My New Book!

My New Book!
My New Book!

Thursday, December 24, 2015

December 24, 2015: Wishes for the AmericanStudies Elves: Burr

[For each of the last few holiday seasons, I’ve made some requests to the AmericanStudies Elves. This year, I thought I’d highlight some amazing American stories that are ripe for telling in historical fiction films, novels, TV shows, you name it. Share the stories you’d like to see told, or any other wishes for the AS Elves, ahead of a wish-full crowd-sourced weekend post!]
On the (con-)Founding Father who’s enjoying a bit of a comeback, but still needs more.
As reflected by the fact that he sings much of the opening, title song of Lin-Manuel Miranda’s musical Hamilton (2015), Aaron Burr plays an integral role in this theatrical smash hit that’s bringing all sorts of new attention to the Revolutionary era and many of its focal figures. Yet because Burr was (as he puts it in that song) “the damn fool that shot him,” in the most famous duel in American history, any text focused on Hamilton is of course going to portray Burr first and foremost as an antagonist, and while Miranda’s musical does some justice to Burr’s complexities and depths (particularly his relationships with two key women, his wartime lover Theodosia Prevost and his talented daughter Theodosia Burr Alston) when it focuses on him, he consistently takes a back seat to Hamilton and does ultimately play that antagonist’s role in the story.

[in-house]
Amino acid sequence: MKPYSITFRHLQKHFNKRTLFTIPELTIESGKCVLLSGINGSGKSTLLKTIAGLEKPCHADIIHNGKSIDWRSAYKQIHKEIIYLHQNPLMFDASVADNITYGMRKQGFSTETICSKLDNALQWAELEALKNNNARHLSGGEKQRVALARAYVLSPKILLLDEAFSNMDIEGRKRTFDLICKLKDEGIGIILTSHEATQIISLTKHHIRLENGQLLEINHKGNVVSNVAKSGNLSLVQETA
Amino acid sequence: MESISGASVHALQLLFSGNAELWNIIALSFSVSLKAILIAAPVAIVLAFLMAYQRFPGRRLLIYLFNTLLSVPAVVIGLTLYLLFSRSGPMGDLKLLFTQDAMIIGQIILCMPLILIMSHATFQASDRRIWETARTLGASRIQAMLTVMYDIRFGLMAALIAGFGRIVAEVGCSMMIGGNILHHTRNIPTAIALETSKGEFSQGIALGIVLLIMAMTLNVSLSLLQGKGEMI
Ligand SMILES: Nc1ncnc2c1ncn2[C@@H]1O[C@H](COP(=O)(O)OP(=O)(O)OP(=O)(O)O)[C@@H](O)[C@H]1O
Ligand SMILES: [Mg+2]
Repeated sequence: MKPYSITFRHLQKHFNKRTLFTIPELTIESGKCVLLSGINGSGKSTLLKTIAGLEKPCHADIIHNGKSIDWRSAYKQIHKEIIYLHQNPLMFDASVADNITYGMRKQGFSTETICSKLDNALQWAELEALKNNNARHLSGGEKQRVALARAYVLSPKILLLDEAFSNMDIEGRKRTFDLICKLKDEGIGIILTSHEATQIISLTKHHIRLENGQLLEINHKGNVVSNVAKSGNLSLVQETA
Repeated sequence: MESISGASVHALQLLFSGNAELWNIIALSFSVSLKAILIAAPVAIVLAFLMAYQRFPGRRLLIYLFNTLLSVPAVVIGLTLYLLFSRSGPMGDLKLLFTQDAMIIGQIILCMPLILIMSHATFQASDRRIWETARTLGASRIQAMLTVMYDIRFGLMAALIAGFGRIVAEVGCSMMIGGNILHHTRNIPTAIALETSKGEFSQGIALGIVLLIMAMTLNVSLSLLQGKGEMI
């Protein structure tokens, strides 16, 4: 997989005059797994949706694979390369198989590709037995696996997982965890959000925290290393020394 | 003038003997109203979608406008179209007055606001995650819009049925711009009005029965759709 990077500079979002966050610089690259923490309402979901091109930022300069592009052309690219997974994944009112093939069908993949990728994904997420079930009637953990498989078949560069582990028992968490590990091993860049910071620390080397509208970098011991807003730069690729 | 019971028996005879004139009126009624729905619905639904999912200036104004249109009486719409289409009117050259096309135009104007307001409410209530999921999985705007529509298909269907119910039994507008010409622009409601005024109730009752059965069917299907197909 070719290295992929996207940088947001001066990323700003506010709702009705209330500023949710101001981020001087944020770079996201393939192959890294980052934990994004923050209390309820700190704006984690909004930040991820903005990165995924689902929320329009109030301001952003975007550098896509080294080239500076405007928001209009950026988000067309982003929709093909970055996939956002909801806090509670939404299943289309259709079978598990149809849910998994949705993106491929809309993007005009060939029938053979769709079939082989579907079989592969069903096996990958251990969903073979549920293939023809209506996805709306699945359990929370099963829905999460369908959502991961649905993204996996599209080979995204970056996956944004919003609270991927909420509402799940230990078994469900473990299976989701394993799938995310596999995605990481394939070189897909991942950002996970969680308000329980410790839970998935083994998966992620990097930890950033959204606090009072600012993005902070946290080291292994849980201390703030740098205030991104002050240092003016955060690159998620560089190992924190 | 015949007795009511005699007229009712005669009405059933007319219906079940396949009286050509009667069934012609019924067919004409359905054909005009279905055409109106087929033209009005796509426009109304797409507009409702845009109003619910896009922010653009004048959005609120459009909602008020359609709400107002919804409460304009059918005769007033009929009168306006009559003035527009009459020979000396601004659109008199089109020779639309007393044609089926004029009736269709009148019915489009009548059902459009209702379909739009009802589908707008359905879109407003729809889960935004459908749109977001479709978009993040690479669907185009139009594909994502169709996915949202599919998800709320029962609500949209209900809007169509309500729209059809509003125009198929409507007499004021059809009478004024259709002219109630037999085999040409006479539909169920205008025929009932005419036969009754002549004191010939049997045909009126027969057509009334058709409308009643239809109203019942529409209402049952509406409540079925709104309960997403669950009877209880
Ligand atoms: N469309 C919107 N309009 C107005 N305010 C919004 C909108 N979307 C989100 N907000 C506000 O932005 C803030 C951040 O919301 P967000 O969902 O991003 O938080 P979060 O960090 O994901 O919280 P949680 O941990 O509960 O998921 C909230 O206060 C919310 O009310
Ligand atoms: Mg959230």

No offense to Hamilton, whose own life and story are as compelling as Miranda makes them, but when it comes to complex and interesting Founders, no one has Aaron Burr beat. Gore Vidal knew it, and his historical novel Burr (1973) is for my money not only the best historical novel of the Revolutionary era, but one of the greatest American historical novels. That’s partly because Aaron Burr’s life story is ridiculously full of dramatic incident, so much so that the duel with Hamilton is probably only the fourth or fifth most historic and interesting moment. And it’s partly because his story opens up so many complex and forgotten Revolutionary and Early Republic moments and issues, from the Revolution’s 1775 Quebec campaign to the hugely contested 1800 presidential election to the thin, thin line (if one exists at all) between Jefferson’s Louisiana Purchase and Burr’s mysterious, potentially traitorous plans for an empire in the West. And oh yeah, Burr lived for another three decades after that treason trial, becoming a pivotal figure in the rise of New York as a major American city, as well as the political careers of Andrew Jackson and Martin Van Buren.
Seriously, AmericanStudies Elves, let’s make this happen!
Last wishing tomorrow,
PS. What do you think? Other wishes you’d share?

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